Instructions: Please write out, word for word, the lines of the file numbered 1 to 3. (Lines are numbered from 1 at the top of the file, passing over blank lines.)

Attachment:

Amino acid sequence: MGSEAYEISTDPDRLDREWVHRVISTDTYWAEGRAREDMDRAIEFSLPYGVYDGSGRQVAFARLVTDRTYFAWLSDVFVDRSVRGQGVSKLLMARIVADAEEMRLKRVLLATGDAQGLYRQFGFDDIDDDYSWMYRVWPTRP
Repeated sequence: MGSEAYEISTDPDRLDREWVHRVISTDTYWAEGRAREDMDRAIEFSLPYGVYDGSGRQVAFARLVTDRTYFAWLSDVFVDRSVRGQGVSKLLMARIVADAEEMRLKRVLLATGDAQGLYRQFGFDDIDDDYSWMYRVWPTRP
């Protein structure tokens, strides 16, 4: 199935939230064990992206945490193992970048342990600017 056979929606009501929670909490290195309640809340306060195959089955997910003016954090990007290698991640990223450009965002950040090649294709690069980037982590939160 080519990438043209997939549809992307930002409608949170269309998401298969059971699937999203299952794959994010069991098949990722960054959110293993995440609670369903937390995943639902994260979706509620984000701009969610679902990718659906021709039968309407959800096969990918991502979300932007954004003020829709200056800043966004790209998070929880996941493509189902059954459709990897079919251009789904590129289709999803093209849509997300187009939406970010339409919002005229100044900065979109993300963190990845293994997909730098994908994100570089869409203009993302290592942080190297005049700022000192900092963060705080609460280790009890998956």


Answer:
Amino acid sequence: MGSEAYEISTDPDRLDREWVHRVISTDTYWAEGRAREDMDRAIEFSLPYGVYDGSGRQVAFARLVTDRTYFAWLSDVFVDRSVRGQGVSKLLMARIVADAEEMRLKRVLLATGDAQGLYRQFGFDDIDDDYSWMYRVWPTRP
Repeated sequence: MGSEAYEISTDPDRLDREWVHRVISTDTYWAEGRAREDMDRAIEFSLPYGVYDGSGRQVAFARLVTDRTYFAWLSDVFVDRSVRGQGVSKLLMARIVADAEEMRLKRVLLATGDAQGLYRQFGFDDIDDDYSWMYRVWPTRP
């Protein structure tokens, strides 16, 4: 199935939230064990992206945490193992970048342990600017 056979929606009501929670909490290195309640809340306060195959089955997910003016954090990007290698991640990223450009965002950040090649294709690069980037982590939160 080519990438043209997939549809992307930002409608949170269309998401298969059971699937999203299952794959994010069991098949990722960054959110293993995440609670369903937390995943639902994260979706509620984000701009969610679902990718659906021709039968309407959800096969990918991502979300932007954004003020829709200056800043966004790209998070929880996941493509189902059954459709990897079919251009789904590129289709999803093209849509997300187009939406970010339409919002005229100044900065979109993300963190990845293994997909730098994908994100570089869409203009993302290592942080190297005049700022000192900092963060705080609460280790009890998956």